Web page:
While in prison as a youth, where he spent many years in solitary confinement, Gregory transformed himself and has dedicated his life since his release to opposing injustice and struggling for a liberated world for all humanity. In a country where over 2.4 million people, mostly Black and Latino, are imprisoned under a New Jim Crow system of injustice, tens of thousands are held in conditions of solitary confinement that amount to torture under international law, and millions more are denied basic human rights after they are released and have supposedly “served their time,” former prisoners who step forward to become part of challenging the injustices of this society and inspire others to do the same cannot be allowed to face political repression.
As Gregory put it in a statement before his trial: “Now my life is dedicated to the struggle to end all exploitation and oppression and getting to a world where people contribute what they can to society and get back what they need to live a life worthy of human beings.” Gregory needs to be out here in society continuing the fight to bring into being this new world.
To donate funds to publish this statement and for the appeal, as well as get updates on the case, go to the website of the Ad Hoc Committee, Gregory’s defense committee, at dropthecharges.net.
If you are on Facebook (Free Gregory Koger!) or Twitter, publicize this case and mobilize others to speak out and sign the statement.
The following is an article from Revolution newspaper about my ongoing political prosecution, please check it out – Gregory.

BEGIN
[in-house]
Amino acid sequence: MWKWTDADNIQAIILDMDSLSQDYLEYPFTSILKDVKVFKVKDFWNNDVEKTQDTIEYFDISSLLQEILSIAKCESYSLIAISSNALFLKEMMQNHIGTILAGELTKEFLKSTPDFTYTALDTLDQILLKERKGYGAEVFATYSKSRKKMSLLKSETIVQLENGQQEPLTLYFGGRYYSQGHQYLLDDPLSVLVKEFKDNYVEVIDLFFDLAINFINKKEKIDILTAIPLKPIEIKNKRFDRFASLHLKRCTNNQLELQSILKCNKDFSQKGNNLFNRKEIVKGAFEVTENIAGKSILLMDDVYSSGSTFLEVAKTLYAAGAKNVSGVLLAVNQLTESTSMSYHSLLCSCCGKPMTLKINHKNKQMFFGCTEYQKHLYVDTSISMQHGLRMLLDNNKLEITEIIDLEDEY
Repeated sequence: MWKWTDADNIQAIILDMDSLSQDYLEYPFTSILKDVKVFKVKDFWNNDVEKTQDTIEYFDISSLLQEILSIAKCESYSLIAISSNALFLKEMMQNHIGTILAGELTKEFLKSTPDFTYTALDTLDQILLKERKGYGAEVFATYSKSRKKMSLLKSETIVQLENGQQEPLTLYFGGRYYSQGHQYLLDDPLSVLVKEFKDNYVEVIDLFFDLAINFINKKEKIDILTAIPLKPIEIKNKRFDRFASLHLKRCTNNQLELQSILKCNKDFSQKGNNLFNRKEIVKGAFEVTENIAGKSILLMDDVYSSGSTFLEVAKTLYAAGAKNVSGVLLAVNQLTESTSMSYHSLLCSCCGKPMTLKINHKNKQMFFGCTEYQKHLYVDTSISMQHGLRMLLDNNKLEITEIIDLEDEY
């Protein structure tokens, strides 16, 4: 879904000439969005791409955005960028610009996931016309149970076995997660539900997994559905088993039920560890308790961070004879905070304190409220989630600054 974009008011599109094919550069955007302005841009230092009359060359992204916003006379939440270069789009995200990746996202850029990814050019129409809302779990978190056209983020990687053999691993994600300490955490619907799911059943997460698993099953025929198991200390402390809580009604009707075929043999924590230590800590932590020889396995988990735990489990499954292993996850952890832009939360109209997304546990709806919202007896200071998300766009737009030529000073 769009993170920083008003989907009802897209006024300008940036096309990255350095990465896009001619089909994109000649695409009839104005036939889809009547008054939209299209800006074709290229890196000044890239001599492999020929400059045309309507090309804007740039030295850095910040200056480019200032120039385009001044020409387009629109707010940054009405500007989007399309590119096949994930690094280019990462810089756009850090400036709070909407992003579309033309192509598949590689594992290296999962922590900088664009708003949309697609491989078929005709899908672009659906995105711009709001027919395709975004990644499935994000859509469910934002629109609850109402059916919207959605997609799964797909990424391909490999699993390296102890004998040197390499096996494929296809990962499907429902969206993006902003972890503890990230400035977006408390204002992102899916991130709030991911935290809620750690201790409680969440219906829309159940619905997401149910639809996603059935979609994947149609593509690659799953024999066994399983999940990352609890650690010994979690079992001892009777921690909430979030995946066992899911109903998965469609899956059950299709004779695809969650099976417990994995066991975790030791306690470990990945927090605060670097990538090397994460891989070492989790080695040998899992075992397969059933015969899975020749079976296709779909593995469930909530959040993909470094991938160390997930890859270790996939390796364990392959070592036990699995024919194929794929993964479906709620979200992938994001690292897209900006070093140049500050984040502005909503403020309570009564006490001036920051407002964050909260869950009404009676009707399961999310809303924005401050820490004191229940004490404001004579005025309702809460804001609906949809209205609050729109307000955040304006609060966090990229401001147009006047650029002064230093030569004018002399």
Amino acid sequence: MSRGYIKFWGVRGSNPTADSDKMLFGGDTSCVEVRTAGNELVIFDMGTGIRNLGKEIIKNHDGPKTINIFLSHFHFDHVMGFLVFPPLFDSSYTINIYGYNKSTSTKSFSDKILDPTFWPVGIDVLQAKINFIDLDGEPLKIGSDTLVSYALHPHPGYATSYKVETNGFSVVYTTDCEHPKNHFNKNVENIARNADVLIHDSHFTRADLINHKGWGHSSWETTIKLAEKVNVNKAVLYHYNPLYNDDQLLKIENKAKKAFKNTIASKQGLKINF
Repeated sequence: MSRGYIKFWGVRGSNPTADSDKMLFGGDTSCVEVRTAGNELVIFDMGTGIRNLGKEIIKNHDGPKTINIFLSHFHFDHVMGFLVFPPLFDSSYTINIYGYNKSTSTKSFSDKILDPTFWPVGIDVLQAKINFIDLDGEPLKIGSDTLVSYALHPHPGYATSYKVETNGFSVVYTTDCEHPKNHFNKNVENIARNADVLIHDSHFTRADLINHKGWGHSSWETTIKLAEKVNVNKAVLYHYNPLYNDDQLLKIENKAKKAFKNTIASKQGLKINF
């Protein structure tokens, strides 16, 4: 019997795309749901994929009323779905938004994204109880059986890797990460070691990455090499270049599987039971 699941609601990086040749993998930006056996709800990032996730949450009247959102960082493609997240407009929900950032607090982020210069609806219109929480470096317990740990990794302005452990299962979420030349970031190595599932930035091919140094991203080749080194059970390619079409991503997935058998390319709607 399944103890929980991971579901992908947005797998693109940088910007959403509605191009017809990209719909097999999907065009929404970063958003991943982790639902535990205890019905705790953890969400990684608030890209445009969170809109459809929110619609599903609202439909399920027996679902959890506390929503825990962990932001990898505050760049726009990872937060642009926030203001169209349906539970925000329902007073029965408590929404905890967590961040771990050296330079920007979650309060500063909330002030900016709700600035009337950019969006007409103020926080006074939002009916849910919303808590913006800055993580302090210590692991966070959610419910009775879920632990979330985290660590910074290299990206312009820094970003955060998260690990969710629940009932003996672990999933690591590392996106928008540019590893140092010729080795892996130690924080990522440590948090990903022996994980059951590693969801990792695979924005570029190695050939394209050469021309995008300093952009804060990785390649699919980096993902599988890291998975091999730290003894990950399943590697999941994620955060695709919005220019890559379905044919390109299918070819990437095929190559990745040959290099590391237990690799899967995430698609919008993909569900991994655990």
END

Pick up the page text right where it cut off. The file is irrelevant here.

The Illinois Appellate Court in February continued and intensified the unjust persecution of Gregory Koger by upholding his conviction for three misdemeanors and upholding the outrageous 300-day sentence for documenting with an iPhone camera the attempts to suppress the speech of Sunsara Taylor. Koger was arrested in November 2009 at the Ethical Humanist Society of Chicago (EHSC) when he was videotaping a short statement by Revolution writer Sunsara Taylor. For that “crime,” the police grabbed, beat and maced him. Then they charged HIM with misdemeanor battery, resisting arrest, and trespassing. (See “A Grave Injustice Has Been Perpetrated… Free Gregory! No Jail Time!” in Revolution #211, September 12, 2010.) In its ruling, the Illinois Appellate Court went even further than the prosecutors and the original trial judge in twisting the facts and interpreting the record to advance this highly political and vindictive attack on Koger.
Koger’s lawyers have recently filed a petition for leave to file an appeal to the Illinois Supreme Court. A powerful outcry against this outrage is needed!
An examination of some of the key findings of the appeals court will show the political nature of this attack on Koger through the legal system. This is revealed by what they chose to emphasize, concentrate, and even add to the record, and what they omitted and refused to consider.